Earlier this month, the new Foreign Buyers Tax went into effect in the Metro Vancouver area. Most non-Canadians will now need to pay a 15% tax the purchase of real estate in Vancouver and its surrounding communities – but not in Whistler!
There was a bit of craziness in the week leading up to the implementation of this new tax, which was announced with only a few days’ notice, and some foreign buyers were suddenly – and unexpectedly – on the hook for hundreds of thousands of dollars. Now, it’s a matter of waiting to see if the tax will achieve its desired effect, which is to cool the market and increase affordability for residents.
What About Whistler?
The Squamish Chief recently published an article titled, “What About Squamish?” Like Whistler, Squamish is not affected by Foreign Buyers Tax – not directly, at least – and the article examines what effects the new tax will have on communities that lie outside its jurisdiction. It’s well worth a read.
While the majority of Whistler property owners hail from British Columbia or elsewhere in Canada, we do see some international purchasers in the market. Foreign buyers in Whistler typically have different motivations than those who invest in Vancouver real estate. Whistler’s non-resident purchasers are generally driven to purchase because they love the local community – the snowy winters for skiing, the hot summer days for mountain biking – and they want to have a permanent home base for their Whistler vacations. Some foreign buyers (and some local buyers, for that matter) consider their property to be an investment, generating regular cash flow from short-term or long-term rentals and hoping to see an increase in market value when it comes time to sell. But in my experience, few foreign buyers in Whistler are picking up property solely as a safe haven for their cash, leaving it vacant year-round.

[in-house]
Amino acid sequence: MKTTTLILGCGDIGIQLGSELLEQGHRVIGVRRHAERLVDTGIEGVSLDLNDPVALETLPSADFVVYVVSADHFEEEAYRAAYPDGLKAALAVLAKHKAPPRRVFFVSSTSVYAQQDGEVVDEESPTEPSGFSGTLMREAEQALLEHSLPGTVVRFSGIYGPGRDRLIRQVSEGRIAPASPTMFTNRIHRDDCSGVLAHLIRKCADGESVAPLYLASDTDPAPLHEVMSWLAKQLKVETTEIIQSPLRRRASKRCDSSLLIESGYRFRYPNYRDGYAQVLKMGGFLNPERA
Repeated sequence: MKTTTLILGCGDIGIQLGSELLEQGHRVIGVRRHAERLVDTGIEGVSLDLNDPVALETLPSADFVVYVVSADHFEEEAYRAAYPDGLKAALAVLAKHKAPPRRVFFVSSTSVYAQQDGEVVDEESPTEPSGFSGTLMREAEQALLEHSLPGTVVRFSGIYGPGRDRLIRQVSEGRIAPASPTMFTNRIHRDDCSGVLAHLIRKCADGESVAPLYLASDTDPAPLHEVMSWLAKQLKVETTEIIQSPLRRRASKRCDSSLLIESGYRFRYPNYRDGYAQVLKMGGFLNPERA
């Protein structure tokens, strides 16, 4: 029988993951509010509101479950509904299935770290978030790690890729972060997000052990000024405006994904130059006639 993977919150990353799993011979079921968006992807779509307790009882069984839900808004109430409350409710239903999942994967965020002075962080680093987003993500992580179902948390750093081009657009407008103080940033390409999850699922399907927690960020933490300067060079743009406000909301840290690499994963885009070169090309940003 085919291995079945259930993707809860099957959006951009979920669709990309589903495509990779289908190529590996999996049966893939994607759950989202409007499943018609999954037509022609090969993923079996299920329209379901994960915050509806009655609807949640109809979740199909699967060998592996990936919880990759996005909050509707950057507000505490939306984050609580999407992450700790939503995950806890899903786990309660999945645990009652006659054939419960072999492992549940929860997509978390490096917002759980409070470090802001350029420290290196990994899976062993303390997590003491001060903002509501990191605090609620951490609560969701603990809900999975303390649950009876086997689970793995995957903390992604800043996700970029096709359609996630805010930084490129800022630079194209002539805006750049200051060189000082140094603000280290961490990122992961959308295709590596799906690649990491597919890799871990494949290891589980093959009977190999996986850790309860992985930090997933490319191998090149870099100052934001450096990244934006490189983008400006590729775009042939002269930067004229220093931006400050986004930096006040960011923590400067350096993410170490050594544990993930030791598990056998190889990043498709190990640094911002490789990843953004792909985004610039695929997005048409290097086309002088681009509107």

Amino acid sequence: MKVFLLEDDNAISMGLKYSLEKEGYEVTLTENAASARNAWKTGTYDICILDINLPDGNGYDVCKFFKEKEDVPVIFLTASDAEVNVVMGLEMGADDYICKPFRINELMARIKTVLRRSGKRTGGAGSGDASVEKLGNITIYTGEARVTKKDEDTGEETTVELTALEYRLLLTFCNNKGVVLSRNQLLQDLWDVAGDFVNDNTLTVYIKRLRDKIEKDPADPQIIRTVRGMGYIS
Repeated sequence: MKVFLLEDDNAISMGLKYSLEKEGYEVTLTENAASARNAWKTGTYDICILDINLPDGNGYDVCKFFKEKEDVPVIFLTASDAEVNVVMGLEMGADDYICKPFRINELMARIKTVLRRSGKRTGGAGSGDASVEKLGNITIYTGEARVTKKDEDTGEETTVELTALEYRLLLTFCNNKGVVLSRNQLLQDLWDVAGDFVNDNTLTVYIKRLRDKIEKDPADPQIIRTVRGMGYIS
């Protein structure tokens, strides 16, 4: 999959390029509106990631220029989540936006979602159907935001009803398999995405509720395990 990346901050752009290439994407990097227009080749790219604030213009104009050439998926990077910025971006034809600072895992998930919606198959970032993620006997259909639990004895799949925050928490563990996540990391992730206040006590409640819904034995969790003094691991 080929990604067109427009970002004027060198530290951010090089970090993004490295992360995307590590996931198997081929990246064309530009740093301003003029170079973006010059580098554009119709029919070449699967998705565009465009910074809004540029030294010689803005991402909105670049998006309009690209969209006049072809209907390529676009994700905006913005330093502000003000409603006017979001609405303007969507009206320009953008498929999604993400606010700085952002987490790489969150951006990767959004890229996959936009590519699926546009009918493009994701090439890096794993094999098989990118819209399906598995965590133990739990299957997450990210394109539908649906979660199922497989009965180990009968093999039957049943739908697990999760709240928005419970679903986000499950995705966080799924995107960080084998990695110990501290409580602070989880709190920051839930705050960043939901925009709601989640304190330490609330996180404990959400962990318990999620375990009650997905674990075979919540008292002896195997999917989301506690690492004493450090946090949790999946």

Yes, housing affordability for locals remains a challenge in Whistler, but that is more a question of limited supply than of foreign buyers driving up property values in excess. As such, it makes sense that Whistler was excluded from the Foreign Buyers Tax.
So what does this all mean for Whistler homeowners and prospective purchasers?
Truthfully, it’s hard to say.
There is a good chance that this will have minimal impact on the local market. The Whistler real estate market has always been distinct from Vancouver’s market, so changes in Vancouver may have little effect here in Whistler. Unlike Squamish, Whistler isn’t typically a viable bet for those looking to commute to Vancouver – the “drive until you qualify” concept outlined in the Squamish Chief article doesn’t really apply here.
Some have speculated that the new tax will entice foreign buyers to look into investing elsewhere in Canada – places where they won’t have to pay the tax, like Whistler. Perhaps we will see an increase in queries from international purchasers, given our relatively close proximity to Vancouver. Time will tell.
There’s always a chance that the boundaries of the Foreign Buyer Tax will expand to include communities such as Squamish and Whistler. If so, this would drive up costs significantly for our foreign purchasers who enjoy having a presence in Whistler. If this happens and foreign buyers deem Whistler properties to be too expensive to be worthwhile, would the market as a whole take a hit? Maybe – but probably not by much. Remember what I said earlier: foreign buyers make up a relatively small percentage of Whistler homeowners and purchasers. If they left the market, we would feel it – but the market certainly wouldn’t be devastated.
If you’d like to chat about the Foreign Buyers Tax, please do not hesitate to contact me to find out more!